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Sustainability 2010, 2, ; doi: /su OPEN ACCESS sustainability ISSN Article Assessing Sustainability Transition in the US Electrical Power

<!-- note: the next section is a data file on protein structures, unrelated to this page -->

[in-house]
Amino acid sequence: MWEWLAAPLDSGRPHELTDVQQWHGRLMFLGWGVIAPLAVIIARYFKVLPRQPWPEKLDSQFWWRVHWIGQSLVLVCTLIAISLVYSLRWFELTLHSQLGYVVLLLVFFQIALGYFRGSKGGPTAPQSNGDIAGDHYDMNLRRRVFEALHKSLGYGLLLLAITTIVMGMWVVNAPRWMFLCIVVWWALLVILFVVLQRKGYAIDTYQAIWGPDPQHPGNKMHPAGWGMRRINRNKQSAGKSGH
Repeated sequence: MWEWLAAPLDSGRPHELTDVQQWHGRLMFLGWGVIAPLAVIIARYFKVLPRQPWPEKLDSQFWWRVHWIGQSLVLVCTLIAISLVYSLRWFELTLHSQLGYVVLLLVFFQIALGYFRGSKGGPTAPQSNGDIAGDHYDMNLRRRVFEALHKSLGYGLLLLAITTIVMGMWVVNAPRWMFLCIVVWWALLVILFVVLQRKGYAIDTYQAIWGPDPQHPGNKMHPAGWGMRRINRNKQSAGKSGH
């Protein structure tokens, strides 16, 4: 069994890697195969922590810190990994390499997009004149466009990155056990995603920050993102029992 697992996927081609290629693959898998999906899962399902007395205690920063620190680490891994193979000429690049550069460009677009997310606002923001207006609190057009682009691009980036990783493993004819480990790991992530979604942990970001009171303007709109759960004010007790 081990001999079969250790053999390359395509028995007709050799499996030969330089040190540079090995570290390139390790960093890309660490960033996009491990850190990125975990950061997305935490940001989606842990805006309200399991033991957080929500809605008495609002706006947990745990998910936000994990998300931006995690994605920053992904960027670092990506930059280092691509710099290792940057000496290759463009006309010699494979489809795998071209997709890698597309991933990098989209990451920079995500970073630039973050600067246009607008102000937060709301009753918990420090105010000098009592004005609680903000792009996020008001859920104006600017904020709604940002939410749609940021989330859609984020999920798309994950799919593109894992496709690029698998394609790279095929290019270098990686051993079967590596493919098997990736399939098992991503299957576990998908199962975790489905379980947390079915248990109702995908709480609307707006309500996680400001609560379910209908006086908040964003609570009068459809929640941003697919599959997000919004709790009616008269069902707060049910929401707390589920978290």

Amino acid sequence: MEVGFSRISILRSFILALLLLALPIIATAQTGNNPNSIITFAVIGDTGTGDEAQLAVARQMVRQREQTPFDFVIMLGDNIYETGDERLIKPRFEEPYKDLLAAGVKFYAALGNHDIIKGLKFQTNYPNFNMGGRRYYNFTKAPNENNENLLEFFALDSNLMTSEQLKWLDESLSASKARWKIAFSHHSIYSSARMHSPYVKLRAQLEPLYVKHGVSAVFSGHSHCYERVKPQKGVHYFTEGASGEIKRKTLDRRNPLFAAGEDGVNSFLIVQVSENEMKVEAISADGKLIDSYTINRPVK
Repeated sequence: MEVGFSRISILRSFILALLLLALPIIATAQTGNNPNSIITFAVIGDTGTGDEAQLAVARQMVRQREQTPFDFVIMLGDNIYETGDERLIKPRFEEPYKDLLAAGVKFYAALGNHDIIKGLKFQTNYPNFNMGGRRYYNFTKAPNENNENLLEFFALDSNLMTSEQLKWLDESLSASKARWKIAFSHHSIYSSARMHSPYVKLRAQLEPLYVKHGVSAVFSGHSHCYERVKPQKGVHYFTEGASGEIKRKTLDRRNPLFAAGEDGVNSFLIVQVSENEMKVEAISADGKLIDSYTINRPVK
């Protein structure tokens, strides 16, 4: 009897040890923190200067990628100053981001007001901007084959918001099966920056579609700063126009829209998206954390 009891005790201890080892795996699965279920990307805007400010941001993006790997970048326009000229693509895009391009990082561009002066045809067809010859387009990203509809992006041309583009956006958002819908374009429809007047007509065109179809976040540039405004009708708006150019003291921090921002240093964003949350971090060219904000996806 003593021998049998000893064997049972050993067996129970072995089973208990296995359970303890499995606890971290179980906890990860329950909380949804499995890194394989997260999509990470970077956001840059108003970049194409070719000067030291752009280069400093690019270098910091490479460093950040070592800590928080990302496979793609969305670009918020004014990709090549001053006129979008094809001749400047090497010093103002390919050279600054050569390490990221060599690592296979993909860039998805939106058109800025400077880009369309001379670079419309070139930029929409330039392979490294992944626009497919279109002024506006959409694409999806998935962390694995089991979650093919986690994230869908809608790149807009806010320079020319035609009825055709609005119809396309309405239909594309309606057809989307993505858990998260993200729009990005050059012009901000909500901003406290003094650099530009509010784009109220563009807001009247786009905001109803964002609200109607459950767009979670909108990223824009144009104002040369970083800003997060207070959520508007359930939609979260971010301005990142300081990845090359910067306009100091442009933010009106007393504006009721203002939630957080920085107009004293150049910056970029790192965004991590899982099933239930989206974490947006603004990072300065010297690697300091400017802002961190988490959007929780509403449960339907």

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Sustainability 2010, 2, ; doi: /su OPEN ACCESS sustainability ISSN Article Assessing Sustainability Transition in the US Electrical Power System Scott Jiusto 1, * and Stephen McCauley Interdisciplinary and Global Studies, Worcester Polytechnic Institute, 100 Institute Rd., Worcester, MA , USA Graduate School of Geography, Clark University, 950 Main Street, Worcester, MA 01610, USA; * Author to whom correspondence should be addressed; Tel.: ; Fax: Received: 7 January 2010 / Accepted: 9 February 2010 / Published: 12 February 2010 Abstract: This paper examines sustainability transition dynamics in the US electricity system, drawing on the socio-technical systems approach. We view system change as unfolding along several critical dimensions and geographical scales, including dynamics in the environment, science, civil society, discourse, and state regulatory institutions, as well as in capital and technology formations. A particular emphasis is given to the interaction of discourses, policy networks, and institutions. We trace four distinct regimes which have characterized the evolution of this discourse-network-institutional nexus over the last century. The research examines dynamics that present a challenge to the incumbent energy regime based on fossil fuels, nuclear and hydropower, and demonstrates how the actor-network supporting renewables and energy efficiency has grown stronger and more capable of moving toward a sustainability transition than at any time since the sustainable energy movement began a generation ago. Keywords: socio-technical systems; sustainability transition; technological change; electricity systems; energy policy Sustainability 2010, Introduction In July of 2008, former Vice-President Al Gore [1] made a prominent and provocative call for the US to commit to producing 100 percent of our electricity from renewable energy and truly clean carbon-free sources within 10 years, claiming that the goal was achievable and affordable and that the future of human civilization is at stake. Some 31 years earlier, President Jimmy Carter, speaking from the energy crisis of the 1970s, had similarly framed energy system transformation as the greatest challenge our country will face during our lifetimes, yet one that we will not solve in the next few years, [instead] it is likely to get progressively worse through the rest of this century. Subsequent developments geopolitical, economic and climate-related have proven this last statement prescient. What then are the prospects for a sustainability transition in the US electricity system, understood as a restructuring that significantly steers this system, which presently accounts for approximately 40% of both primary energy use and greenhouse gas emissions, toward a far more renewable and energy efficient trajectory? Even before the extent of the current economic downturn became obvious, the Obama administration took office on a platform calling for investment in green energy technologies to promote economic growth and address climate concerns. Clean energy development now forms a central part of the country s economic recovery plan, reflecting the belief that a major rebuilding of the country s energy infrastructure is required and that the scope of such an effort would generate significant economic activity [2]. While these developments represent a major shift in the political discourse in the United States, the process of transitions in large socio-technical systems remains complex, fraught with competing interests, and heavily dependent on historical contingencies. This paper presents a long-term analysis of dynamics in this critical socio-technical system, exploring four distinct regimes that have characterized the system over the last century and that have conditioned the likelihood of a substantial near-term shift toward the sustainability transition Gore envisions. Should the system move substantially in this direction in the next decade, the genesis of this transition would lie in a broad range of social, environmental and technical processes that represent both continuity and disjuncture with these historic regimes and with the generation of sustainable energy innovation initiated in the 1970s. A growing body of research on sustainability transitions emphasizes that shifts in socio-technical systems often embody a fundamental rupture in critical processes undergirding an incumbent socio-technical regime [3,4]. This incumbent regime in the energy sector, characterized by persistently increasing electricity demand and almost complete reliance on fossil fuel, nuclear and large hydropower generating plants, has shown great resiliency over the past half century. Since 1980, electricity and coal consumption in the US have both increased over 70%, while renewables have grown to just 2.4% of total net generation (Figure 1). Few analysts predict a sharp break with these trends, and most technical and economic analyses of climate change mitigation embrace scenarios far closer to the Energy Information Administration s [5] business as usual reference case scenario that shows electricity consumption and carbon emissions increasing more slowly than previously, but still by over one-quarter between 2006 and 2030, while renewables increase to just 6.8% of net generation. With annual revenues of some $500 billion, business as usual in the electrical power industry enjoys the support of powerful social, financial and political interests reinforced through public and private institutions that constitute and manage the electricity system. At the same time, we show below that an Sustainability 2010, increasingly effective sustainable energy actor-network has grown and attracted new actors to challenge conventional energy systems and, relative to their limited successes in the 1970s, is now achieving more broad-based changes in the laws, policies, and investment decisions affecting this industry. Figure 1. Trends in electricity-generating fuels in the US (data source[6]). Part and parcel of these energy sector developments are evolving, competing theories of how change in these systems can (and should) occur [7]. Academics no less than others debating the costs and consequences of climate change operate from complex sets of disciplinary and individual commitments and perspectives that are only partially bridgeable through recourse to empirical evidence [8,9]. Key insights informing our analysis are: that energy systems are central to human-environment relations due to their unique thermodynamic role in economic and ecological systems [10,11]; that very substantial and immediate changes toward low-carbon energy systems are required to mitigate climate change [12]; that while the resource base of fossil fuels is of diminishing quality, the flow of renewable energy resources wind, sun, tidal flows, geothermal, etc. vastly exceeds human demand [10]; that large no net cost energy efficiency and carbon emissions improvements are available through improved policy measures and concerted, though not heroic, effort [13]; and that sustained policy deliberation will be necessary but hardly sufficient to realize the potential for a renewables and efficiency transition. The analysis here includes, but extends beyond, questions of price and technical efficiency to explore how processes of innovation and system change unfold through complex social, environmental, and technological dynamics. We situate our work in relationship to the literatures on socio-technical systems [14], policy networks and discourses [15-17], and sustainability transitions [3,4,18]. As it has become more evident that radical restructuring of critical societal systems is required to achieve sustainability [3,19], research on innovation and socio-technical system change has focused on steering systems toward more sustainable configurations. Energy systems, though not the only systems of interest in this research (see [4,20]), have received considerable attention. Much of this work examines dynamics in European electricity systems (e.g., [7,21,22]), as surprisingly little research has analyzed from a Sustainability 2010, socio-technical systems perspective the major shifts that have occurred in the US electricity sector and their potential impacts on a system-level sustainability transition (though see [23]). Essential literature informing this study includes Hughes [24,25] account of the early evolution of the US electrical system that introduced core concepts that continue to shape socio-technical analysis, including the essential broadening of the concept of technological system to include alongside technical components power plants, transmission lines and the like a panoply of social actors, including inventers, entrepreneurs, financiers, politicians, and others driving system evolution through a seamless web of economic, political, institutional and technical processes. Hirsh [26] carries the story forward to the late 1990s, through two major changes in the institutional landscape and emphasizing more the role of elite groups in shaping the industry s evolution. While we draw on these sources theoretically and empirically they, like Sine & David s [27] useful account of the effect of institutional change on electrical sector entrepreneurial activity during , do not forefront in their analyses implications for sustainability, nor take into account more recent, large changes in the industry and energy-environment landscape. We also extend the socio-technical systems literature, which generally focuses on lessons from past system changes, whereas our question, while historically grounded, also concerns prospects for future change. Finally, the work contributes to a growing body of work [28,29] which centers the concept of discourse formation in the analysis of socio-technical system change. In the next section, we discuss theory informing our analysis. The remaining sections present an empirical analysis of developments in the US electricity system, organized around major themes identified in the theory section, including sections on environment and science; civil society; discourse, state action and institutions; and a look at changes in related capital and technology development decisions. We conclude by highlighting key themes revealed in the analysis. The research is based upon analysis of secondary sources, including previous studies of sectoral change and reports of recent electrical sector innovation investments. The lead author participated in a study [30] of sustainable energy advocacy efforts in the 1990s that involved 50 interviews and a focus group with a wide range of informants from academia, industry, utilities, advocacy groups, and state officials. All information contained herein, however, is sourced to publicly available records. 2. Theory Unlike analyses focused more narrowly on market dynamics, policy outcomes, or the behavior of firms, socio-technical systems analysis seeks to illuminate the complex interactions among a broad and diverse range of factors that influence system change. At the core of the approach is the notion that large technical systems are comprised by a complex configuration of social dynamics, including legal, institutional, regulatory, educational, and cultural processes, which co-evolve with the material and technical artifacts in a system. This perspective is particularly useful for revealing the dynamics of system transition. The embeddedness of electricity generation, transmission, and distribution technologies within complex social networks lends such systems a strong path dependence. While resistant to change, research on historical shifts in entrenched socio-technical systems has shown that, where alternative system configurations achieve sufficient strength, even large technical systems can Sustainability 2010, shift quite rapidly toward an alternative system as the configuration of interacting social and technical factors re-aligns around the alternative [4,31,32]. In the case of energy systems, new technologies typically augment rather than replace existing systems. For example, today the US burns thirteen times more coal for power production than in 1950 (Figure 1), and uses more coal for all purposes than in the 1920s, when coal was the dominant energy resource. This particularly strong path dependence is partly explained by the political economy of energy. The large capital flows commanded by energy industries and the centrality of energy for economic production lead to close alliances between energy producers, utilities and states, and to institutions, relationships, market rules and complementary industries strongly supportive of the entrenched energy regime [33,34]. Unruh [35] explains how such techno-institutional complexes defined as large technological systems embedded in a powerful conditioning social context have systematically advantaged fossil fuels and led to carbon lock-in in the industrialized world. Fossil fuel lock-in has to date been a major barrier to carbon-saving technologies and the rise of alternative energy systems. Thus analyzing the prospects of an energy system transition requires a focus not only on technological change and innovation, but on the social structures and processes that maintain the incumbent regime and those that might destabilize it [14]. We conduct this analysis with a view toward assessing whether the current sustainable electricity movement, building on the efforts begun in earnest in the 1970s, can realize the significant system shift that was envisioned at that time but not yet realized. An important conceptual model in the socio-technical systems literature is the multi-level perspective (MLP) model. The model, which Geels [20,36] organized and which many others have advanced [4,37,38], identifies three conceptual levels involved in the process of socio-technical system change: the niche, the socio-technical regime, and the socio-technical landscape. The meso-level comprises the socio-technical regime the deeply-entrenched, conventional configuration of social groups and actor networks, routines and rules, and material and technical artifacts that dominate a technological system. Path dependence and lock-in are the norm, as structural barriers to change maintain and protect incumbent actors, social networks, and technologies [35]. At the micro-level, small-market or technological niches act as incubation spaces, shielding potentially disruptive new technologies from mainstream market selection and allowing novel technologies to develop. The macro-level is the socio-technical landscape, the political economic and environmental context that shapes the dominant regimes over long time spans. System transition occurs when the incumbent regime is challenged or stressed, either by its own contradictions or by external pressures, and the niche technology advances enough to compete with and eventually replace the existing regime [38]. The MLP has proved a useful model for organizing analysis of socio-technical regime change, and numerous case studies, on energy systems [38] and other large technical systems [39] have utilized the approach. Current work is enriching the MLP model in useful ways by either elaborating the mechanics of the model [4] or by developing important dimensions of the transition process which are not well captured by the MLP model [29]. We add to this latter body of work by exploring transition dynamics in an important empirical case the large and complex US electricity system. The MLP provides a useful heuristic for understanding the contours of historic system transitions, yet analysis of ongoing transitions requires a richly empirical approach which highlights the multidirectional and complicated dynamics through which system change unfolds. In analyzing the contestation between Sustainability 2010, entrenched incumbent regimes and more sustainable alternatives, we follow Laird [15] and others [29] in asserting the importance of ideas and discourses, and the ways in which ideas transform the terrain on which the transition process occurs. Our analysis focuses particularly on the nexus between discourses, political networks, and institutions. Discourses are narratives used to contest or enforce power and decision-making by explaining (and obfuscating) dynamics of change, and there is a rich body of literature describing the role of discourse in shaping environmental policy [40,41]. Policy networks refer to the broad range of actors, spanning civil society and advocacy groups, government, industry, and investors, among others, who engage in the practice of generating discourses and linking discourse with policy prescriptions. Networks have become particularly crucial in policy formation with the shift from government to governance [42]. Institutions refer to the routinized practices and bodies which carry out policy and governance [43]. Discourses, policy networks, and institutions interact dynamically with each other, yet we follow Lovell and colleagues [29] in asserting that discursive shifts, supported and promoted by policy networks, precede institutional changes. Institutions, by definition, enforce stasis and therefore change only slowly and incrementally in response to shifting discourses. Where Lovell and colleagues [29] emphasize the embeddedness of discourses in physical and material realities, we emphasize the articulation of discourses with existing institutions and the ways in which institutions and policies formations are transformed through discursive shifts. Our analysis of socio-technical change in the US electrical power sector thus focuses on shifts in the discursive and regulatory regime which are potentially supportive of moving the system toward a broader sustainability transition. We identify four distinct phases in this regime over the last century, and we examine in detail how shifts from one regime to another embody both new opportunities and legacies from prior regimes. The extent to which discourses become embedded in institutions and policy formations to a large extent depends upon the strength, skill, and strategies of policy networks supporting those discourses and transforming them into particular policy approaches. These networks are described by Richard and Jordan s [44] policy communities, Sabatier s [45] advocacy coalitions, and Hajer s [41] discourse coalitions. Each in some way reveals how substantial changes in policy require the dominance of new discourse coalitions and the institutionalizing of new ideas. We emphasize, however, that remnants of past discourses remain institutionalized even as new discourses ascend, and the result the actual policy and institutional formation in which electricity management, governance, and innovation occurs is often a messy hybrid of past and new discourses shaped by political negotiations. Our study shows that the particular form this discursive and institutional hybrid takes results in unique barriers, but also opportunities, for system change, with distinct implications for sustainability. The emphasis on discursive regimes and their institutional articulation reveals the shifting concerns and values which have supported the US electricity system over the last century. In some ways these concerns have passed through the three major elements of sustainability economic, social, and environmental at different moments highlighting different domains of social interest. The rise of the climate change discourse and its convergence with electricity policy discourses [29], suggests that the environment can no longer be subordinated to economic or social interests in electricity policy. Nature can now be seen as an agent in the broad electricity system. Nature does not speak for itself, however, and science has been critical in identifying and interpreting environmental change and its strong Sustainability 2010, connections to fo